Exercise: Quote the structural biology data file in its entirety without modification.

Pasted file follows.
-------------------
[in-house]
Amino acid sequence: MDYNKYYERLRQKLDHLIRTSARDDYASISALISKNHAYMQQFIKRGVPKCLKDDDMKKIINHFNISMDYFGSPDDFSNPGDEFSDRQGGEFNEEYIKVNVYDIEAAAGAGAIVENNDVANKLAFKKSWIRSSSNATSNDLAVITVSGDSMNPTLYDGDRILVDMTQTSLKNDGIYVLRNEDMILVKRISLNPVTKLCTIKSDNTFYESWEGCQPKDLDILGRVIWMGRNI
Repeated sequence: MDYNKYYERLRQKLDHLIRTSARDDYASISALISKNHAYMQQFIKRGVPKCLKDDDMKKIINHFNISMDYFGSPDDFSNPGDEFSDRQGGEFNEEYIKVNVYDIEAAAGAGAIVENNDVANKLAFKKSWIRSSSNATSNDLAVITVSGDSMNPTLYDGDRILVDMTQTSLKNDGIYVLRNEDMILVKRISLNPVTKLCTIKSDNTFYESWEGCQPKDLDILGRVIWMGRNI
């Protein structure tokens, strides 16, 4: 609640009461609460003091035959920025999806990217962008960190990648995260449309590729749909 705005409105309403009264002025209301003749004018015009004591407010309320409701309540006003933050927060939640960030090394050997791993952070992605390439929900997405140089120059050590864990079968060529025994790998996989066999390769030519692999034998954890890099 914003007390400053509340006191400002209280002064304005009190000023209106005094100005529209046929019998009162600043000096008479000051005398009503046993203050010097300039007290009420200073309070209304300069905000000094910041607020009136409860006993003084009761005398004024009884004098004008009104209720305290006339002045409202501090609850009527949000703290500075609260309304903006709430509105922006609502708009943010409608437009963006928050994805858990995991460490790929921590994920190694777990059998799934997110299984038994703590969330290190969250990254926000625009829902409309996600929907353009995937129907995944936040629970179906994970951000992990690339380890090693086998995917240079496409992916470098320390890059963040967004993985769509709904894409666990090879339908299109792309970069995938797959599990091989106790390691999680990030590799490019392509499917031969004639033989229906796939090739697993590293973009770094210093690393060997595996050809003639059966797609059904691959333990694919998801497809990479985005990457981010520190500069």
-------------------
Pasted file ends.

[in-house]
Amino acid sequence: MDYNKYYERLRQKLDHLIRTSARDDYASISALISKNHAYMQQFIKRGVPKCLKDDDMKKIINHFNISMDYFGSPDDFSNPGDEFSDRQGGEFNEEYIKVNVYDIEAAAGAGAIVENNDVANKLAFKKSWIRSSSNATSNDLAVITVSGDSMNPTLYDGDRILVDMTQTSLKNDGIYVLRNEDMILVKRISLNPVTKLCTIKSDNTFYESWEGCQPKDLDILGRVIWMGRNI
Repeated sequence: MDYNKYYERLRQKLDHLIRTSARDDYASISALISKNHAYMQQFIKRGVPKCLKDDDMKKIINHFNISMDYFGSPDDFSNPGDEFSDRQGGEFNEEYIKVNVYDIEAAAGAGAIVENNDVANKLAFKKSWIRSSSNATSNDLAVITVSGDSMNPTLYDGDRILVDMTQTSLKNDGIYVLRNEDMILVKRISLNPVTKLCTIKSDNTFYESWEGCQPKDLDILGRVIWMGRNI
């Protein structure tokens, strides 16, 4: 609640009461609460003091035959920025999806990217962008960190990648995260449309590729749909 705005409105309403009264002025209301003749004018015009004591407010309320409701309540006003933050927060939640960030090394050997791993952070992605390439929900997405140089120059050590864990079968060529025994790998996989066999390769030519692999034998954890890099 914003007390400053509340006191400002209280002064304005009190000023209106005094100005529209046929019998009162600043000096008479000051005398009503046993203050010097300039007290009420200073309070209304300069905000000094910041607020009136409860006993003084009761005398004024009884004098004008009104209720305290006339002045409202501090609850009527949000703290500075609260309304903006709430509105922006609502708009943010409608437009963006928050994805858990995991460490790929921590994920190694777990059998799934997110299984038994703590969330290190969250990254926000625009829902409309996600929907353009995937129907995944936040629970179906994970951000992990690339380890090693086998995917240079496409992916470098320390890059963040967004993985769509709904894409666990090879339908299109792309970069995938797959599990091989106790390691999680990030590799490019392509499917031969004639033989229906796939090739697993590293973009770094210093690393060997595996050809003639059966797609059904691959333990694919998801497809990479985005990457981010520190500069």